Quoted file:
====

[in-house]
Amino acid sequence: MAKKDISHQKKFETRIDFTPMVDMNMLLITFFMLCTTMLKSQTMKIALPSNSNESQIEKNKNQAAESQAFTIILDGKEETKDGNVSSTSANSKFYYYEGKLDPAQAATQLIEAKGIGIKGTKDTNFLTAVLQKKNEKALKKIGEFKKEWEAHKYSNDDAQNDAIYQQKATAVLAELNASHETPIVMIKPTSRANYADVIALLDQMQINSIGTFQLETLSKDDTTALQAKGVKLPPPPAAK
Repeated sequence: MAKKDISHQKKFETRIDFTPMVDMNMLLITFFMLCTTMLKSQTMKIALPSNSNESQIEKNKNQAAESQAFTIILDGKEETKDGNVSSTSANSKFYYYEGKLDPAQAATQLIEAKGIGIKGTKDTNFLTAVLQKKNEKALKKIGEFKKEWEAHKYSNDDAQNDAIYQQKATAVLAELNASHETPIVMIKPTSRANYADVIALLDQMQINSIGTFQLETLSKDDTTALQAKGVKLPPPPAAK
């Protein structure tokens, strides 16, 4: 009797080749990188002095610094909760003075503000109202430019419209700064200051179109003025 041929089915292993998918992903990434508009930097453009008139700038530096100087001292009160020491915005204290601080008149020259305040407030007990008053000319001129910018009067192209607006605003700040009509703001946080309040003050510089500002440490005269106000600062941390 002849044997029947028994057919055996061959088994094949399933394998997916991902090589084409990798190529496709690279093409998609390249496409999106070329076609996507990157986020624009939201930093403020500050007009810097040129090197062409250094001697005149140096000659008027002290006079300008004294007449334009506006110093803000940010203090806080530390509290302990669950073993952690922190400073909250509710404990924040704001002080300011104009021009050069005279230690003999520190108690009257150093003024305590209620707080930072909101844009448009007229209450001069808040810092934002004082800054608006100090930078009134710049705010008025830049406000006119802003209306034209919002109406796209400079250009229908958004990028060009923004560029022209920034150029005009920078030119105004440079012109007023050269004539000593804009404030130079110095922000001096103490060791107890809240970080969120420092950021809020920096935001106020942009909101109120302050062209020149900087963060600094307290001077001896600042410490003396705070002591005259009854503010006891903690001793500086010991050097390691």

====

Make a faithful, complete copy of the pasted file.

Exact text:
[in-house]
Amino acid sequence: MAKKDISHQKKFETRIDFTPMVDMNMLLITFFMLCTTMLKSQTMKIALPSNSNESQIEKNKNQAAESQAFTIILDGKEETKDGNVSSTSANSKFYYYEGKLDPAQAATQLIEAKGIGIKGTKDTNFLTAVLQKKNEKALKKIGEFKKEWEAHKYSNDDAQNDAIYQQKATAVLAELNASHETPIVMIKPTSRANYADVIALLDQMQINSIGTFQLETLSKDDTTALQAKGVKLPPPPAAK
Repeated sequence: MAKKDISHQKKFETRIDFTPMVDMNMLLITFFMLCTTMLKSQTMKIALPSNSNESQIEKNKNQAAESQAFTIILDGKEETKDGNVSSTSANSKFYYYEGKLDPAQAATQLIEAKGIGIKGTKDTNFLTAVLQKKNEKALKKIGEFKKEWEAHKYSNDDAQNDAIYQQKATAVLAELNASHETPIVMIKPTSRANYADVIALLDQMQINSIGTFQLETLSKDDTTALQAKGVKLPPPPAAK
């Protein structure tokens, strides 16, 4: 009797080749990188002095610094909760003075503000109202430019419209700064200051179109003025 041929089915292993998918992903990434508009930097453009008139700038530096100087001292009160020491915005204290601080008149020259305040407030007990008053000319001129910018009067192209607006605003700040009509703001946080309040003050510089500002440490005269106000600062941390 002849044997029947028994057919055996061959088994094949399933394998997916991902090589084409990798190529496709690279093409998609390249496409999106070329076609996507990157986020624009939201930093403020500050007009810097040129090197062409250094001697005149140096000659008027002290006079300008004294007449334009506006110093803000940010203090806080530390509290302990669950073993952690922190400073909250509710404990924040704001002080300011104009021009050069005279230690003999520190108690009257150093003024305590209620707080930072909101844009448009007229209450001069808040810092934002004082800054608006100090930078009134710049705010008025830049406000006119802003209306034209919002109406796209400079250009229908958004990028060009923004560029022209920034150029005009920078030119105004440079012109007023050269004539000593804009404030130079110095922000001096103490060791107890809240970080969120420092950021809020920096935001106020942009909101109120302050062209020149900087963060600094307290001077001896600042410490003396705070002591005259009854503010006891903690001793500086010991050097390691």